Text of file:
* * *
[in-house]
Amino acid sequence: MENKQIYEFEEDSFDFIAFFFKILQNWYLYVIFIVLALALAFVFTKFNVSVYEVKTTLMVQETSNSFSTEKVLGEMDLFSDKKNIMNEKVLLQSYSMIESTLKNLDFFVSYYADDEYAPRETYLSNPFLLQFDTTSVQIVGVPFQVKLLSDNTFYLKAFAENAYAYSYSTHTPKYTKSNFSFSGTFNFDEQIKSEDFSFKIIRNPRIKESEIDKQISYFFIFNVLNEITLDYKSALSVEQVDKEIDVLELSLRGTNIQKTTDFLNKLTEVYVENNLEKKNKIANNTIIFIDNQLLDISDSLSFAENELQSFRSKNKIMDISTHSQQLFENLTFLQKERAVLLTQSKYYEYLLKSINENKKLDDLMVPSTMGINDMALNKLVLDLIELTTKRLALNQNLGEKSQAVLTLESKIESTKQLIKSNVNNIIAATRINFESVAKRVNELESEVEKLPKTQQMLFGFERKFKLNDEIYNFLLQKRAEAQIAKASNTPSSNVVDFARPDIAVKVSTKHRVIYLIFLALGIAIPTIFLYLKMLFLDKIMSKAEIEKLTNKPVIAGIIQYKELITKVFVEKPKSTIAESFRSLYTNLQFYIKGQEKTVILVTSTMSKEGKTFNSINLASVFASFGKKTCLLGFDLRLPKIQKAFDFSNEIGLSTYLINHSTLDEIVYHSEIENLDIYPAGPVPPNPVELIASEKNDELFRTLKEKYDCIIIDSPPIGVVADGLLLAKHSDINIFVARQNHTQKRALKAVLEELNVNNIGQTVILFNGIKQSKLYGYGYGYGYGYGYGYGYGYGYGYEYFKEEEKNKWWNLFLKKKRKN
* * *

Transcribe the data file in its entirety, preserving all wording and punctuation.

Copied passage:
[in-house]
Amino acid sequence: MENKQIYEFEEDSFDFIAFFFKILQNWYLYVIFIVLALALAFVFTKFNVSVYEVKTTLMVQETSNSFSTEKVLGEMDLFSDKKNIMNEKVLLQSYSMIESTLKNLDFFVSYYADDEYAPRETYLSNPFLLQFDTTSVQIVGVPFQVKLLSDNTFYLKAFAENAYAYSYSTHTPKYTKSNFSFSGTFNFDEQIKSEDFSFKIIRNPRIKESEIDKQISYFFIFNVLNEITLDYKSALSVEQVDKEIDVLELSLRGTNIQKTTDFLNKLTEVYVENNLEKKNKIANNTIIFIDNQLLDISDSLSFAENELQSFRSKNKIMDISTHSQQLFENLTFLQKERAVLLTQSKYYEYLLKSINENKKLDDLMVPSTMGINDMALNKLVLDLIELTTKRLALNQNLGEKSQAVLTLESKIESTKQLIKSNVNNIIAATRINFESVAKRVNELESEVEKLPKTQQMLFGFERKFKLNDEIYNFLLQKRAEAQIAKASNTPSSNVVDFARPDIAVKVSTKHRVIYLIFLALGIAIPTIFLYLKMLFLDKIMSKAEIEKLTNKPVIAGIIQYKELITKVFVEKPKSTIAESFRSLYTNLQFYIKGQEKTVILVTSTMSKEGKTFNSINLASVFASFGKKTCLLGFDLRLPKIQKAFDFSNEIGLSTYLINHSTLDEIVYHSEIENLDIYPAGPVPPNPVELIASEKNDELFRTLKEKYDCIIIDSPPIGVVADGLLLAKHSDINIFVARQNHTQKRALKAVLEELNVNNIGQTVILFNGIKQSKLYGYGYGYGYGYGYGYGYGYGYGYEYFKEEEKNKWWNLFLKKKRKN